Eye on the Amazon

Us and Them: Affected Peoples vs. Chevron in Canada

The latest chapter in the decades-long struggle seeking justice for Chevron's crimes in Ecuador is taking place in Canada right now. Unfortunately, as the years grind by the issues being debated get further and further away from the substantive problems of environmental contamination and human suffering, and the process becomes stuck in a legal quicksand of Chevron's design. The hearings before the Ontario Court of Appeals this week were a perfect example of that.

Amazon Watch continues to bear witness to this ongoing perversion of justice, both because we ourselves are a target of Chevron's attacks, and also because the cynical strategy the oil giant employs is a real and present danger to corporate accountability work everywhere. For that reason we attended the hearings in Toronto this week along with artist and activist Roger Waters, founding member of Pink Floyd. Waters spoke to the media to express his outrage at Chevron's endless legal maneuvers to escape justice for its crimes.

"It's a fundamental question of whether corporations like Chevron ... should be allowed to use their financial muscle to destroy people with an absolutely vital claim to reparations for damages that were caused to them over many years," Waters said before the hearing. "The way Chevron has behaved here is against everything that any of us might believe society ought to be like."

This week was supposed to see the beginning of the appeal of the previous decision in this case - which was mixed (upholding corporate separateness but granting the Ecuadorians the right to a trial to challenge Chevron's completely unfounded allegations of fraud). Instead the Ecuadorians were forced to confront Chevron's demand that the communities come up with almost $1 million as a security fee for the appeal to proceed. This is yet another legal delay tactic from Chevron in their never ending hope that the people they harmed will either give up, run out of funds, or simply die off before they can force Chevron to pay up.

In 2014, the Supreme Court of Canada ruled unanimously that the Ecuadorians could seek enforcement of the $9.5 billion verdict in Canada. Chevron's Canadian subsidiary, Chevron-Canada, holds approximately $15 billion in assets and since Chevron famously fled Ecuador with its assets to avoid paying (and invented an elaborate lie about fraud and bribery so they could countersue in the U.S. to make enforcement there very difficult), the Ecuadorians have been forced to pursue Chevron to Canada like a fugitive deadbeat.

Try to wrap your mind around this: the third largest corporation in the U.S., after spending billions to drag out a cut-and-dry case of deliberate environmental contamination for decades, is now demanding the the Ecuadorian communities pay $1 million for the right to an appeal which could finally permit seizure of their assets to pay for a clean-up.

To quote The Dark Side of the Moon: "And if your head explodes with dark forebodings, too..." yeah, that's an appropriate reaction at this point.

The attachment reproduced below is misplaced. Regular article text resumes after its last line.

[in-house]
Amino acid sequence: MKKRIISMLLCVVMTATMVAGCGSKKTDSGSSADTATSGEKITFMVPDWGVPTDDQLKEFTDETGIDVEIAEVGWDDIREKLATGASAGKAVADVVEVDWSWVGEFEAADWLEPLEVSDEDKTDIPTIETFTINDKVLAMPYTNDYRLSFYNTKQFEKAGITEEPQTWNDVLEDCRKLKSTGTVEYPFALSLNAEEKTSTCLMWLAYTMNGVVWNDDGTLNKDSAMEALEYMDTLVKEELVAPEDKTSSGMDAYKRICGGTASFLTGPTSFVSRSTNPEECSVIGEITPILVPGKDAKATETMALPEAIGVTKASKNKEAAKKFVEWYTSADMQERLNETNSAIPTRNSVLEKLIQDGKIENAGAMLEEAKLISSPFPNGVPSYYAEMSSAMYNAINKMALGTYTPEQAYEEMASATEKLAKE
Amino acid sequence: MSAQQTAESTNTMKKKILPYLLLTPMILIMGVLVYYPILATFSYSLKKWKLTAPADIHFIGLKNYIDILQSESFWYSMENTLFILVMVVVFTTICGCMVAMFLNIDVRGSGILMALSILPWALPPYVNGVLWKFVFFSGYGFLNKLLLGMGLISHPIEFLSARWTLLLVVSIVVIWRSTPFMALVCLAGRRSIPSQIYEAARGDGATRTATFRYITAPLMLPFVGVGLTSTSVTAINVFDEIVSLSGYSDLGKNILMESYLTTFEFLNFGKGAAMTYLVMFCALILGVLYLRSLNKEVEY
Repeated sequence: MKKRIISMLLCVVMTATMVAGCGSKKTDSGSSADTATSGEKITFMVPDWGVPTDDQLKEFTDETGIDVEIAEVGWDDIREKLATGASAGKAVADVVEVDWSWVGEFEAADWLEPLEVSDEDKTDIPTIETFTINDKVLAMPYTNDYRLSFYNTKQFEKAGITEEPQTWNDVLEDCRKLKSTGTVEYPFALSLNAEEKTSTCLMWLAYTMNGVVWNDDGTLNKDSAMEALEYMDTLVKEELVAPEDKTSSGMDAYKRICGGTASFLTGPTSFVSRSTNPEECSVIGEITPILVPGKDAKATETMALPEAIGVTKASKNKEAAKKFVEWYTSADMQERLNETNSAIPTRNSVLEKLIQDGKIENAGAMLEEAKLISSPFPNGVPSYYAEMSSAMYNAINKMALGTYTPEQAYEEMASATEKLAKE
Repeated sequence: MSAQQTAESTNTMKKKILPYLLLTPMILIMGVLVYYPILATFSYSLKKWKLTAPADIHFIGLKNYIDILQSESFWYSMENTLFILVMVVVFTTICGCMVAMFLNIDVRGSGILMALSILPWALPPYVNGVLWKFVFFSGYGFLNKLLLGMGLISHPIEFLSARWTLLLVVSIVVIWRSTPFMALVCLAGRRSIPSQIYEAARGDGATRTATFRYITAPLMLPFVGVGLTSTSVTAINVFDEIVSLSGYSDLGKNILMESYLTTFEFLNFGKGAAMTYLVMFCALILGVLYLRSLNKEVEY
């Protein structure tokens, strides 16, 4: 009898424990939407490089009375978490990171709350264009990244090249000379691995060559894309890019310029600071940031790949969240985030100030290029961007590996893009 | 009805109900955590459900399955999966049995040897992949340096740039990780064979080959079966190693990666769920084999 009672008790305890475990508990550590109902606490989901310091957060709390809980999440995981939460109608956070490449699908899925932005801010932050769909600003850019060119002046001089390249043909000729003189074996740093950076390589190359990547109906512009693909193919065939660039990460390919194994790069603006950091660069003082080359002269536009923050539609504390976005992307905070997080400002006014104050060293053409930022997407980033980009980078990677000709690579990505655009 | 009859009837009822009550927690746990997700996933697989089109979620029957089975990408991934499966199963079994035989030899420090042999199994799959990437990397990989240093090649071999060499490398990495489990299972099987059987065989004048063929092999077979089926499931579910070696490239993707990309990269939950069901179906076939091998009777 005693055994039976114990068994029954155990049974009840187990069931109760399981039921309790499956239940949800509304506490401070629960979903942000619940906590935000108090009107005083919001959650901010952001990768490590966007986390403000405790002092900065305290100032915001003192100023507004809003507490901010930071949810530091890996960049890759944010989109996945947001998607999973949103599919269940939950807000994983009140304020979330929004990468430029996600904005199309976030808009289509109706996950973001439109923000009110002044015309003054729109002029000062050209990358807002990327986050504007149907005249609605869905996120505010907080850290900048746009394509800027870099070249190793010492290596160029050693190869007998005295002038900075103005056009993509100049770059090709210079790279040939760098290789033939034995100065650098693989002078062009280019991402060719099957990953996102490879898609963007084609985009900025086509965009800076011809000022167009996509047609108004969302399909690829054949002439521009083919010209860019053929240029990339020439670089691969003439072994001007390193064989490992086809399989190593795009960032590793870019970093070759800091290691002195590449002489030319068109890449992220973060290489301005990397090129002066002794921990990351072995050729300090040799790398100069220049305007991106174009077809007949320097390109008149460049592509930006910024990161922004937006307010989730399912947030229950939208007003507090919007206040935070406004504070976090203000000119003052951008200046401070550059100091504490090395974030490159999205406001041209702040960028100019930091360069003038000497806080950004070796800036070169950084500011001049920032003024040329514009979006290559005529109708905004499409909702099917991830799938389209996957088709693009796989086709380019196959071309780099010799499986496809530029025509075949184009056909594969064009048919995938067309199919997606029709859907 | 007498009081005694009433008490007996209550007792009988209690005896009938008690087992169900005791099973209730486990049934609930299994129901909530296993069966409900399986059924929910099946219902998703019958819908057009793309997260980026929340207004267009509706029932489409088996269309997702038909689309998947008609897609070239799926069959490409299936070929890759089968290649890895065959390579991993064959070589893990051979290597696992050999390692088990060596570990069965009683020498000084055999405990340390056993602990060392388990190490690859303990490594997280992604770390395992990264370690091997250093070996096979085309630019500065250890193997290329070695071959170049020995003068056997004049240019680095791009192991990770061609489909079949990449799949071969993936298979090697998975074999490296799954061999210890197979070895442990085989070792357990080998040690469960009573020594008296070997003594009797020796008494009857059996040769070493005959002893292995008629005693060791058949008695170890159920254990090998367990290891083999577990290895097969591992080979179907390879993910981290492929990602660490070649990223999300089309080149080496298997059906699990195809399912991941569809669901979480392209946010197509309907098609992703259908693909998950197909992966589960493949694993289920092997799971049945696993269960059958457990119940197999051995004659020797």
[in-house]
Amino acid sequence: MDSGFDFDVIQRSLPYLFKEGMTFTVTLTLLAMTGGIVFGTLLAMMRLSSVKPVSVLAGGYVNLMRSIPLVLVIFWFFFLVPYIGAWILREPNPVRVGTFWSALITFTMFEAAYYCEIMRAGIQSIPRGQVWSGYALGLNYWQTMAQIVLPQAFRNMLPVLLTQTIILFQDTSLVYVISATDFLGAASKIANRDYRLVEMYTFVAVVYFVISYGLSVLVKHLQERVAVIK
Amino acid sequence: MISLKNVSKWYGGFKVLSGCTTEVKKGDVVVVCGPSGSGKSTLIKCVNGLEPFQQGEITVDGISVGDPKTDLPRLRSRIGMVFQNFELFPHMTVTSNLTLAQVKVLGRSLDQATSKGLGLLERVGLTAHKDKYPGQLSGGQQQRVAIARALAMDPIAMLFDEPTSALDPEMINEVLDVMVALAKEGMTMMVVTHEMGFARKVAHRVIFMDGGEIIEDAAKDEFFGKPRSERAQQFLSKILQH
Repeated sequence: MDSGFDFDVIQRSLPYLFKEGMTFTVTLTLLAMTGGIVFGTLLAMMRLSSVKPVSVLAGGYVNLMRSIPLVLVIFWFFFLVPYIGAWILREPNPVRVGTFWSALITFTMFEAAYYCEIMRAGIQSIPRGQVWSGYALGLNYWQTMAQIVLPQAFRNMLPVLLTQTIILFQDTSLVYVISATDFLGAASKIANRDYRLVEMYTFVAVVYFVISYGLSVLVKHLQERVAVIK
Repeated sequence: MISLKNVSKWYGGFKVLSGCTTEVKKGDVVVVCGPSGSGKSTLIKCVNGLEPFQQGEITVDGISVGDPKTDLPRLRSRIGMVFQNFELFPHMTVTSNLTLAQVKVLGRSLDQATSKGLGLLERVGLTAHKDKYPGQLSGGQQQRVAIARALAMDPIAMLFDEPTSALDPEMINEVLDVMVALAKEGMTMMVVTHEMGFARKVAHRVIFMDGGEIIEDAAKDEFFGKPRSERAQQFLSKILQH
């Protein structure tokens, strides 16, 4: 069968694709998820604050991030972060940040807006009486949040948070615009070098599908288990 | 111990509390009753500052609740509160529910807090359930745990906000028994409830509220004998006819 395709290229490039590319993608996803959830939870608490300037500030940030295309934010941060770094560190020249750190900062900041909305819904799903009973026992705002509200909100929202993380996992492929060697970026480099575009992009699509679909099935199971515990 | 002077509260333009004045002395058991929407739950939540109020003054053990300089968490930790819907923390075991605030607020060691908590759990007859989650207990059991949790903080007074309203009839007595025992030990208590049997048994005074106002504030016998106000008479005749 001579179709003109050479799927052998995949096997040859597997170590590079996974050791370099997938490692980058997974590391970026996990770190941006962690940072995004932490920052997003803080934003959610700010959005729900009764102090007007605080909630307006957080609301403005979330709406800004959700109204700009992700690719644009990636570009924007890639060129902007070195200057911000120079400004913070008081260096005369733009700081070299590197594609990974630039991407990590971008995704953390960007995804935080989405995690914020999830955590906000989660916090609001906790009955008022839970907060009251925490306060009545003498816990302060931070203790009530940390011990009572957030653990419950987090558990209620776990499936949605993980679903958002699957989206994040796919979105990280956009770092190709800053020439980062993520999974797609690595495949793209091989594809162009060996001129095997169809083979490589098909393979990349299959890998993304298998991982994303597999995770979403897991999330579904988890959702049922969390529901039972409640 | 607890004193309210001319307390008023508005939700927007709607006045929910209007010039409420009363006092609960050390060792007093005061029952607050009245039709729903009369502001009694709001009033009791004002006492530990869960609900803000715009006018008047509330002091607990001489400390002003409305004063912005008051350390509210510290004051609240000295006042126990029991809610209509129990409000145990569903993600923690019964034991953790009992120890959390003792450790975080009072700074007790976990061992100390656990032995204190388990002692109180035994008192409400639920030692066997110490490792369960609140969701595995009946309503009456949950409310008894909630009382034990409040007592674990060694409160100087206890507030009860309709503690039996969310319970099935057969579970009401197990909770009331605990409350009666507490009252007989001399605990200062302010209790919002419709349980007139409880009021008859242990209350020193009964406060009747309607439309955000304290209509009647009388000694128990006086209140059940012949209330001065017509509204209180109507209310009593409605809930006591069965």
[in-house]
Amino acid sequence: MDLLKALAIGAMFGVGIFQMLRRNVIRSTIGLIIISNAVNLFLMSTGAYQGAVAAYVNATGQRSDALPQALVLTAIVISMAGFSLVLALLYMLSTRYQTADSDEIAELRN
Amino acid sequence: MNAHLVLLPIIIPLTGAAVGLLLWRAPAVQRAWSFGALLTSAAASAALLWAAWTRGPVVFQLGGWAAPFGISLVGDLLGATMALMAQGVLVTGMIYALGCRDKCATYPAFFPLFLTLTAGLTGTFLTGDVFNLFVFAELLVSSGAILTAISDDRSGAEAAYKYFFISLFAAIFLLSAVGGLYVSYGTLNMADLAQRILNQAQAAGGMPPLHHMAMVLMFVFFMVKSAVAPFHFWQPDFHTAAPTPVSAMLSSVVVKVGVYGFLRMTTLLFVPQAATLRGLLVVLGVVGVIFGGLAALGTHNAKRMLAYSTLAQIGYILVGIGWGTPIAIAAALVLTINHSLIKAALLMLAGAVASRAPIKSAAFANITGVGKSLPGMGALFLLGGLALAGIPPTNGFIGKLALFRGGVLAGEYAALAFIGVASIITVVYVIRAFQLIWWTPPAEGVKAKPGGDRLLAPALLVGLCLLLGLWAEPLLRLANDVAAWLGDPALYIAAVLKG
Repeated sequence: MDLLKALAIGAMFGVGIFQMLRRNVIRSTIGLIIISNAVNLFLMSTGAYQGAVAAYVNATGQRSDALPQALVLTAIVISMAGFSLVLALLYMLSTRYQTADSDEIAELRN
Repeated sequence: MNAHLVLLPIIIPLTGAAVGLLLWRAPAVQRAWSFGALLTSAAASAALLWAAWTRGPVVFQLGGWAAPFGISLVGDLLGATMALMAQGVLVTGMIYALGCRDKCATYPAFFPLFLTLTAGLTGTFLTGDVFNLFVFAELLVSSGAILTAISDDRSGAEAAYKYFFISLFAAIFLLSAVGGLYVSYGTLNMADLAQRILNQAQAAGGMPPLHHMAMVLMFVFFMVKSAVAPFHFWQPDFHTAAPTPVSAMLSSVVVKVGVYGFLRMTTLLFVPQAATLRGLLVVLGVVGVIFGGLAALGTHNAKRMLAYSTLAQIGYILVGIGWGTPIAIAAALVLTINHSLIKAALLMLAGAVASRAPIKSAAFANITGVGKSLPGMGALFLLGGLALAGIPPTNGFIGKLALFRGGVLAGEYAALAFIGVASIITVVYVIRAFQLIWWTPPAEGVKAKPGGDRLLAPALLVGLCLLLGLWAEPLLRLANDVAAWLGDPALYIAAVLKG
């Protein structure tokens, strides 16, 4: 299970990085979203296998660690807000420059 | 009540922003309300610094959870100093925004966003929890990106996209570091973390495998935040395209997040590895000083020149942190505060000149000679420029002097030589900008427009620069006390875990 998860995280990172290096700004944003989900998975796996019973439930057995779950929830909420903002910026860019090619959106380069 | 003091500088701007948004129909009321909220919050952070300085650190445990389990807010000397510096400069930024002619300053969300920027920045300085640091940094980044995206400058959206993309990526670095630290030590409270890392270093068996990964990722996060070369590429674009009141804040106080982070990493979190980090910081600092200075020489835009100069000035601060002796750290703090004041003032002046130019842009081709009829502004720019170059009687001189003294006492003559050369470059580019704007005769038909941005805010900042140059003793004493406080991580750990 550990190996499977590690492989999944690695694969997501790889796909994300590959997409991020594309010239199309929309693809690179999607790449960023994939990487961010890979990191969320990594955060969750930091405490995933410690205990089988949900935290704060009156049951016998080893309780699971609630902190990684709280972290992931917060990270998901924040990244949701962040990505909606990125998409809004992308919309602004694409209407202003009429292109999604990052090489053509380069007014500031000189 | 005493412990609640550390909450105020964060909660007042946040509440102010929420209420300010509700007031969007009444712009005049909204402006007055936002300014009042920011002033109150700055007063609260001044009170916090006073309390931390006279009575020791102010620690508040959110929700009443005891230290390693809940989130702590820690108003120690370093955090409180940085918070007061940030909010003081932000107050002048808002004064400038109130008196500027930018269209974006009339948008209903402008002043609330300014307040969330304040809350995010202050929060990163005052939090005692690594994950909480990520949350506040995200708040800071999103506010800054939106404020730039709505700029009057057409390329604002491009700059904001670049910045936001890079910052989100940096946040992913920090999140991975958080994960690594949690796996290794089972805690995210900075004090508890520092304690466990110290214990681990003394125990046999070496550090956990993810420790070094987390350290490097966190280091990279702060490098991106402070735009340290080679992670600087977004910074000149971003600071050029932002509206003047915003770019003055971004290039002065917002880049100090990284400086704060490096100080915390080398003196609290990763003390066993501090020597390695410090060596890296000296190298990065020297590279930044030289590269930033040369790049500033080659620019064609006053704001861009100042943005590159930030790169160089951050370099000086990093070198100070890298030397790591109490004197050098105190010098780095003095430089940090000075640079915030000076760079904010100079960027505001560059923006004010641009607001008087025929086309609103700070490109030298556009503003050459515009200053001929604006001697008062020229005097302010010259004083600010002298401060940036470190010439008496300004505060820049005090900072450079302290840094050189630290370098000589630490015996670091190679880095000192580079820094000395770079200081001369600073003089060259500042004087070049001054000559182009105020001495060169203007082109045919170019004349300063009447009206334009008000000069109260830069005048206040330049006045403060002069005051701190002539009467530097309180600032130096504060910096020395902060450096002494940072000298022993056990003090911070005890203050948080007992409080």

The lead lawyer for the Ecuadorians, Alan Lenczner, pointed out quite clearly that this was nothing more than a stunt by Chevron, stating that, "Chevron is one of largest companies in the world with over 1,500 subsidiaries, $225 billion in annual revenue, which is $1 billion a day for each working day, with a profit of $25 billion annually, working out to $1 million per DAY is hardly in need of protection!" In fact, just counting Chevron and Chevron-Canada's legal team in the room this week, there were at least twenty lawyers and their staff. The cost for their travel and billing right there is more than the security fund itself! That alone proves this is nothing but a punitive legal subterfuge, to our eyes.

But the hearing this week also had a new element which has previously played only a minor role in the several years this case has dragged on in Canada. The introduction of Peter Grant, a renowned Canadian aboriginal rights lawyer who recently helped to win a major case before the country's Supreme Court, had a profound impact on the proceedings. Peter made it clear to the appellate panel of Justices Hoy, Cronk, and Hourigan that this entire exercise was fundamentally an issue of access to justice for indigenous peoples. Grant, who had recently visited the Ecuadorian Amazon to witness the contamination along with Canadian indigenous leaders Phil Fontaine and Ed John and Greenpeace co-founder Rex Weyler, spoke with firsthand experience of what effect this order would have on the people still suffering today. This has even more resonance considering that Canada recently signed the UN Declaration on the Rights of Indigenous Peoples and there is much more respect in Canadian political discourse for indigenous peoples.

And that's the genuine issue that not only the Canadian appeals court but Chevron and its lawyers should be made to face every single day. People are still dying from the deliberate contamination caused by Chevron in the Amazon. This is not an historic case about reparation for past harms, but a very real and urgent need for clean-up today. Every day Chevron evades paying for that clean-up, more people in the region risk sickness and death. It must end here. As Roger Waters said, "if Chevron can go on fighting this for another twenty years, and they will if they can, what does that say about us as a human race, that we would allow such a thing? It says that we've lost our grip on the reins of civilization."

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